Preserved: Cranberry Potpourri Jam
Winter is a time of spice, and for good reason. Can you think of a more satisfying way to fend off the cold than by eating delicious things made with warming winter spices? Cinnamon and nutmeg are two of the most comforting flavors I can think of. They always remind me of pumpkin pie, gingerbread, and my sock drawer.
You're probably thinking, "Wait. Did she just say sock drawer?" Let me explain.
This spicy-citrusy-sweet jam was inspired by a project I used to work on every winter when I was a little girl, making gifts to give away as Christmas stocking stuffers. A friend and I would sit down and make little packets of whole spices and dried orange peel, which we would tuck into tiny sachets of cheesecloth and tie with a bow. Not only did they make musty old Christmas stockings smell good; they were also perfect for stashing away with clean clothes in a dresser drawer.
The intoxicating scent never failed to garner compliments from the grownups we'd gift with our handiwork. I always managed to keep few sachets for myself, burying them deep in my sock drawer. When I'd wake up in the freezing cold to go to school, the scent of the spices comforted me enough to get out the door and into the frigid air—which was no easy feat given I had to walk two miles to class.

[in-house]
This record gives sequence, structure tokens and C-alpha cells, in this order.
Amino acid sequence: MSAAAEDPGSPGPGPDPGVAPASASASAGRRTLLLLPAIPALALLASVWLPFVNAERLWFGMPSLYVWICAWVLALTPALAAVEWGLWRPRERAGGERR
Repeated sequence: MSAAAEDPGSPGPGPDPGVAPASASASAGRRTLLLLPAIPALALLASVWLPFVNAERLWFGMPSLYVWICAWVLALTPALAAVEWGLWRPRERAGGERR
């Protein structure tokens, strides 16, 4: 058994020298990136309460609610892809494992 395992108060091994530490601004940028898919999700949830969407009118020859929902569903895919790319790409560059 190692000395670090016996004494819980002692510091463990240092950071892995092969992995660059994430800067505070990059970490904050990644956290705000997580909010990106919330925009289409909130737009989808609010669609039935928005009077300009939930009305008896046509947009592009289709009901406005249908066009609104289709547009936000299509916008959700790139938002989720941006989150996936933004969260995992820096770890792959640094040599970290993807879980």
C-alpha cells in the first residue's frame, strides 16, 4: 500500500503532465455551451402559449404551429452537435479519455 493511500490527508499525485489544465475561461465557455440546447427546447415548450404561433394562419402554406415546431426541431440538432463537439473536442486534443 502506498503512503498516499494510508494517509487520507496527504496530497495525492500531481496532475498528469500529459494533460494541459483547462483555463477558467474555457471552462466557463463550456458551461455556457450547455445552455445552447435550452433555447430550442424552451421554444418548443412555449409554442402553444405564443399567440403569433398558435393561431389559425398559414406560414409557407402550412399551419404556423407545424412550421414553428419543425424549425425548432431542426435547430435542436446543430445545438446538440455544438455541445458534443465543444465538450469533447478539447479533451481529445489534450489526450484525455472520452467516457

This jam is perfectly warm and inviting, with the heady aroma of citrus and spice. Cranberry is the perfect base for these flavors, rounding out the sweetness of cinnamon, allspice, and nutmeg with an intensely playful tang. I've added a touch of brown sugar to bring these capricious berries back to earth, which elevates the warm spices even more. This jam is perfect for stuffing homemade toaster pastries or slathering onto hot, buttered waffles.
And in case you're wondering why I call for butter in this recipe, here's a quick jam-making tip: a little butter goes a long way in preventing foaming. Foam isn't a positive byproduct of cooking fruit, so leave the butter and save a little effort by not having to skim the surface of your jam every five minutes.
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About the author: Stephanie Stiavetti is a writer and cookbook author in San Francisco. Stephanie's cookbook, Melt: the Art of Macaroni and Cheese, celebrates America's favorite dish by recreating it with small production, specialty cheeses. Her food blog, The Culinary Life, is a repository for all things comfort food related, from savory dinners to transcendental desserts.